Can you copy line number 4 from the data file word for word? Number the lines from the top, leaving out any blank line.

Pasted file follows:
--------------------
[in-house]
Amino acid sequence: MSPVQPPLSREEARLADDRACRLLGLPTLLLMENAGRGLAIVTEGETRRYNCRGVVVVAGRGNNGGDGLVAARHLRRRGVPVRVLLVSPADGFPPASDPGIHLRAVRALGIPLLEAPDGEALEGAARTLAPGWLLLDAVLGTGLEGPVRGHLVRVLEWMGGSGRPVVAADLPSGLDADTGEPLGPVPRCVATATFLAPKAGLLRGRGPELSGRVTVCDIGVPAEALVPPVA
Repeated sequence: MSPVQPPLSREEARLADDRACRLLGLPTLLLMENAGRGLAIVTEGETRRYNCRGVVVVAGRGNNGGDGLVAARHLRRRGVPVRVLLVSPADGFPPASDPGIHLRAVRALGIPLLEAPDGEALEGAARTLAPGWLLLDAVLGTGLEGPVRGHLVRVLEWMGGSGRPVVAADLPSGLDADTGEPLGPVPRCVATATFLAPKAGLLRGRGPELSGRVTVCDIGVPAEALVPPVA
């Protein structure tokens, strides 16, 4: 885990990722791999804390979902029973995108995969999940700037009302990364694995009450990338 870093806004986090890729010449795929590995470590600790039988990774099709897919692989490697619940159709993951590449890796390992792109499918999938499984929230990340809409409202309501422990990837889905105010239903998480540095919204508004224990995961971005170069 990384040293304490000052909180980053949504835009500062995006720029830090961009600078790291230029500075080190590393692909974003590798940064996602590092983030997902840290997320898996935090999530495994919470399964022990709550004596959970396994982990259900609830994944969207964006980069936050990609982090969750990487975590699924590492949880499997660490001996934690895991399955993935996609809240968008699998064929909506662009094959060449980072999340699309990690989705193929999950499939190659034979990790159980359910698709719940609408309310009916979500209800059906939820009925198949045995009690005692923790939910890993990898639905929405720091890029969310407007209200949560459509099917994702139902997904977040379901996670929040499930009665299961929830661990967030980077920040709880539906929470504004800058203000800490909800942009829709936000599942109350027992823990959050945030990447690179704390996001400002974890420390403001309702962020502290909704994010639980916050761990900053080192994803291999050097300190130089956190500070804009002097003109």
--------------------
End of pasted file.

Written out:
């Protein structure tokens, strides 16, 4: 885990990722791999804390979902029973995108995969999940700037009302990364694995009450990338 870093806004986090890729010449795929590995470590600790039988990774099709897919692989490697619940159709993951590449890796390992792109499918999938499984929230990340809409409202309501422990990837889905105010239903998480540095919204508004224990995961971005170069 990384040293304490000052909180980053949504835009500062995006720029830090961009600078790291230029500075080190590393692909974003590798940064996602590092983030997902840290997320898996935090999530495994919470399964022990709550004596959970396994982990259900609830994944969207964006980069936050990609982090969750990487975590699924590492949880499997660490001996934690895991399955993935996609809240968008699998064929909506662009094959060449980072999340699309990690989705193929999950499939190659034979990790159980359910698709719940609408309310009916979500209800059906939820009925198949045995009690005692923790939910890993990898639905929405720091890029969310407007209200949560459509099917994702139902997904977040379901996670929040499930009665299961929830661990967030980077920040709880539906929470504004800058203000800490909800942009829709936000599942109350027992823990959050945030990447690179704390996001400002974890420390403001309702962020502290909704994010639980916050761990900053080192994803291999050097300190130089956190500070804009002097003109």